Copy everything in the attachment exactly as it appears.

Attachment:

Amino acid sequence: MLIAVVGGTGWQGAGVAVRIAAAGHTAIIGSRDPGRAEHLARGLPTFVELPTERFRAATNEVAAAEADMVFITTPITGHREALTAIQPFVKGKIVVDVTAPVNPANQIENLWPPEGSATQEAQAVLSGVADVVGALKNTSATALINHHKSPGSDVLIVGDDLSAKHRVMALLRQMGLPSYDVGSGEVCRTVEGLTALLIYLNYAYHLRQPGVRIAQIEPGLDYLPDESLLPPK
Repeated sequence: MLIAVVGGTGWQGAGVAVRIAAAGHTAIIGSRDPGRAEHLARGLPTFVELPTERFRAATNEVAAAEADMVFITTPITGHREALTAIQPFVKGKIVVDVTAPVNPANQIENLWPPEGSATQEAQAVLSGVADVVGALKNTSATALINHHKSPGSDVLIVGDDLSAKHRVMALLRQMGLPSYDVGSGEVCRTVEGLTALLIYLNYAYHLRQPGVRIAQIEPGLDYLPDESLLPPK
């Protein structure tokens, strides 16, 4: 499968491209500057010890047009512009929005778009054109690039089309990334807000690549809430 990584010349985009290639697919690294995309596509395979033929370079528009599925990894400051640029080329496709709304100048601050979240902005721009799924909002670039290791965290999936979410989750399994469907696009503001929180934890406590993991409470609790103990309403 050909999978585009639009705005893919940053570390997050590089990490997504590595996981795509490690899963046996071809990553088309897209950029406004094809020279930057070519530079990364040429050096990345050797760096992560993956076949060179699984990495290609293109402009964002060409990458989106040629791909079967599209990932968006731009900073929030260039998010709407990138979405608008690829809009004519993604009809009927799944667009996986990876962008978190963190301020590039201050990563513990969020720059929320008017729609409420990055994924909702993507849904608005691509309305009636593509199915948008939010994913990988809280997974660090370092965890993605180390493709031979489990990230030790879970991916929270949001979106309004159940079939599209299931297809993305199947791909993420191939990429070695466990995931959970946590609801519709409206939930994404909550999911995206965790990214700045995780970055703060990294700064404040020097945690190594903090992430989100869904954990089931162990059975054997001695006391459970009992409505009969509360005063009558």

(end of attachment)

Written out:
Amino acid sequence: MLIAVVGGTGWQGAGVAVRIAAAGHTAIIGSRDPGRAEHLARGLPTFVELPTERFRAATNEVAAAEADMVFITTPITGHREALTAIQPFVKGKIVVDVTAPVNPANQIENLWPPEGSATQEAQAVLSGVADVVGALKNTSATALINHHKSPGSDVLIVGDDLSAKHRVMALLRQMGLPSYDVGSGEVCRTVEGLTALLIYLNYAYHLRQPGVRIAQIEPGLDYLPDESLLPPK
Repeated sequence: MLIAVVGGTGWQGAGVAVRIAAAGHTAIIGSRDPGRAEHLARGLPTFVELPTERFRAATNEVAAAEADMVFITTPITGHREALTAIQPFVKGKIVVDVTAPVNPANQIENLWPPEGSATQEAQAVLSGVADVVGALKNTSATALINHHKSPGSDVLIVGDDLSAKHRVMALLRQMGLPSYDVGSGEVCRTVEGLTALLIYLNYAYHLRQPGVRIAQIEPGLDYLPDESLLPPK
């Protein structure tokens, strides 16, 4: 499968491209500057010890047009512009929005778009054109690039089309990334807000690549809430 990584010349985009290639697919690294995309596509395979033929370079528009599925990894400051640029080329496709709304100048601050979240902005721009799924909002670039290791965290999936979410989750399994469907696009503001929180934890406590993991409470609790103990309403 050909999978585009639009705005893919940053570390997050590089990490997504590595996981795509490690899963046996071809990553088309897209950029406004094809020279930057070519530079990364040429050096990345050797760096992560993956076949060179699984990495290609293109402009964002060409990458989106040629791909079967599209990932968006731009900073929030260039998010709407990138979405608008690829809009004519993604009809009927799944667009996986990876962008978190963190301020590039201050990563513990969020720059929320008017729609409420990055994924909702993507849904608005691509309305009636593509199915948008939010994913990988809280997974660090370092965890993605180390493709031979489990990230030790879970991916929270949001979106309004159940079939599209299931297809993305199947791909993420191939990429070695466990995931959970946590609801519709409206939930994404909550999911995206965790990214700045995780970055703060990294700064404040020097945690190594903090992430989100869904954990089931162990059975054997001695006391459970009992409505009969509360005063009558």